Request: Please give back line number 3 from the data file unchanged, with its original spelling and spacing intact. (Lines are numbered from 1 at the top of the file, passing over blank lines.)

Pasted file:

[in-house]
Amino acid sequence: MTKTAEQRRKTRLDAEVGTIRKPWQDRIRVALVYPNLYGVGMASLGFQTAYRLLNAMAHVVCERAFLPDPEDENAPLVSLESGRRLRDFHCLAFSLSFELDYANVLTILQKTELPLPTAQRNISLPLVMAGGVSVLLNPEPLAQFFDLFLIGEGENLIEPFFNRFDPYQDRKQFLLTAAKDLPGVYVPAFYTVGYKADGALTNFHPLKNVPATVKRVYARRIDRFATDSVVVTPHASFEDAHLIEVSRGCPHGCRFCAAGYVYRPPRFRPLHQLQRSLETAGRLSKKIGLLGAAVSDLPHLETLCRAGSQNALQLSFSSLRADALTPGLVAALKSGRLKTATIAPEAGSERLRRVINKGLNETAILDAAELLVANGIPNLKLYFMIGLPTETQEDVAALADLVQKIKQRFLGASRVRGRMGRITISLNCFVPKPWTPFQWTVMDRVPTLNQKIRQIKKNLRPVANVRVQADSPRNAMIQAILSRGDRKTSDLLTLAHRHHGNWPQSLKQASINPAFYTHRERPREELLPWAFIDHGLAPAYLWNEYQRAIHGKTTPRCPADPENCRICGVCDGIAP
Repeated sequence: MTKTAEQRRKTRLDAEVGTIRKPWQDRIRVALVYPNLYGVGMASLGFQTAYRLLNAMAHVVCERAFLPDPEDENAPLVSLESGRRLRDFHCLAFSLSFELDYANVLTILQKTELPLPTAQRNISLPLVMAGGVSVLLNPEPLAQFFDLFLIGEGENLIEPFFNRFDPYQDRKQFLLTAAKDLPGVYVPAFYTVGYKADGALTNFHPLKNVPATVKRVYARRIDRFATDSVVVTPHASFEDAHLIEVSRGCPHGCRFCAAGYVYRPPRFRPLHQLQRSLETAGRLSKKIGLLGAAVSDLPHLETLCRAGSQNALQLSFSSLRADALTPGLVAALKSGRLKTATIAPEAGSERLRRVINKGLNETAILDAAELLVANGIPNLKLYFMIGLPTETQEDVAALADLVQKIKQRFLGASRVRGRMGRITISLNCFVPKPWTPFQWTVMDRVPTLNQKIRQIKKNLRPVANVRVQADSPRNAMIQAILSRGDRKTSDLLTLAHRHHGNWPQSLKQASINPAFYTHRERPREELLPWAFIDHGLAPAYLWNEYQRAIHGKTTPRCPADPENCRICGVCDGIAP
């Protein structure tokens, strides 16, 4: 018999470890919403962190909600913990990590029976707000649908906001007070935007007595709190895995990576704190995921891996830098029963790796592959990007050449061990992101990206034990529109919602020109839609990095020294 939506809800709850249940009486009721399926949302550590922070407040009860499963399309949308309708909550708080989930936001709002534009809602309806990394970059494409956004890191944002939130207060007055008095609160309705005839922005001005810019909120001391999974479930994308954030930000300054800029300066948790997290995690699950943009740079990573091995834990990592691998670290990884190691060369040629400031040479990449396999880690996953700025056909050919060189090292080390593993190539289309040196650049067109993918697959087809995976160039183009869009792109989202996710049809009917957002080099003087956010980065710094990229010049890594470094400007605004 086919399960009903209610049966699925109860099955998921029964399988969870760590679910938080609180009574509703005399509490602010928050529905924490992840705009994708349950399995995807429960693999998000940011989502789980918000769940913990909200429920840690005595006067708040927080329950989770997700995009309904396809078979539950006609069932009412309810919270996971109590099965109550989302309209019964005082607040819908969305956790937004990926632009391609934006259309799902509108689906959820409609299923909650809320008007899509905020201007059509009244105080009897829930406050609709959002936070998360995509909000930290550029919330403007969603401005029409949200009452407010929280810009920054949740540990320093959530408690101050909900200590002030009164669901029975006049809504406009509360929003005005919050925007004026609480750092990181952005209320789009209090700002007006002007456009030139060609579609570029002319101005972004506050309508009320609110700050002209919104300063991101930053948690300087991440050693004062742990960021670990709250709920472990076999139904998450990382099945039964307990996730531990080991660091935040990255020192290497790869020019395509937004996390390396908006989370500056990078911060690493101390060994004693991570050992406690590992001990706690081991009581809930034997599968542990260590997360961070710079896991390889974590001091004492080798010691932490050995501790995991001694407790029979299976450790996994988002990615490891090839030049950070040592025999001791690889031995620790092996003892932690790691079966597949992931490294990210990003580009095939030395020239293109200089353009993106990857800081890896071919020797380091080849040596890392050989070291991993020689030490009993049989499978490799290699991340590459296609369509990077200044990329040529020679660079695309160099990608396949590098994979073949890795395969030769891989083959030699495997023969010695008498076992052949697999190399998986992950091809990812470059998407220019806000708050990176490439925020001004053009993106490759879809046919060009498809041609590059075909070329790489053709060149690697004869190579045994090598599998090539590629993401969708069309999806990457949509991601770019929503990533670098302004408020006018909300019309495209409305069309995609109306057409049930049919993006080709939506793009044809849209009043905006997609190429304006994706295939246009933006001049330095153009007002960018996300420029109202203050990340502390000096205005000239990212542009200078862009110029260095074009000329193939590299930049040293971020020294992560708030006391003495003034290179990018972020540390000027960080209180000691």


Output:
Repeated sequence: MTKTAEQRRKTRLDAEVGTIRKPWQDRIRVALVYPNLYGVGMASLGFQTAYRLLNAMAHVVCERAFLPDPEDENAPLVSLESGRRLRDFHCLAFSLSFELDYANVLTILQKTELPLPTAQRNISLPLVMAGGVSVLLNPEPLAQFFDLFLIGEGENLIEPFFNRFDPYQDRKQFLLTAAKDLPGVYVPAFYTVGYKADGALTNFHPLKNVPATVKRVYARRIDRFATDSVVVTPHASFEDAHLIEVSRGCPHGCRFCAAGYVYRPPRFRPLHQLQRSLETAGRLSKKIGLLGAAVSDLPHLETLCRAGSQNALQLSFSSLRADALTPGLVAALKSGRLKTATIAPEAGSERLRRVINKGLNETAILDAAELLVANGIPNLKLYFMIGLPTETQEDVAALADLVQKIKQRFLGASRVRGRMGRITISLNCFVPKPWTPFQWTVMDRVPTLNQKIRQIKKNLRPVANVRVQADSPRNAMIQAILSRGDRKTSDLLTLAHRHHGNWPQSLKQASINPAFYTHRERPREELLPWAFIDHGLAPAYLWNEYQRAIHGKTTPRCPADPENCRICGVCDGIAP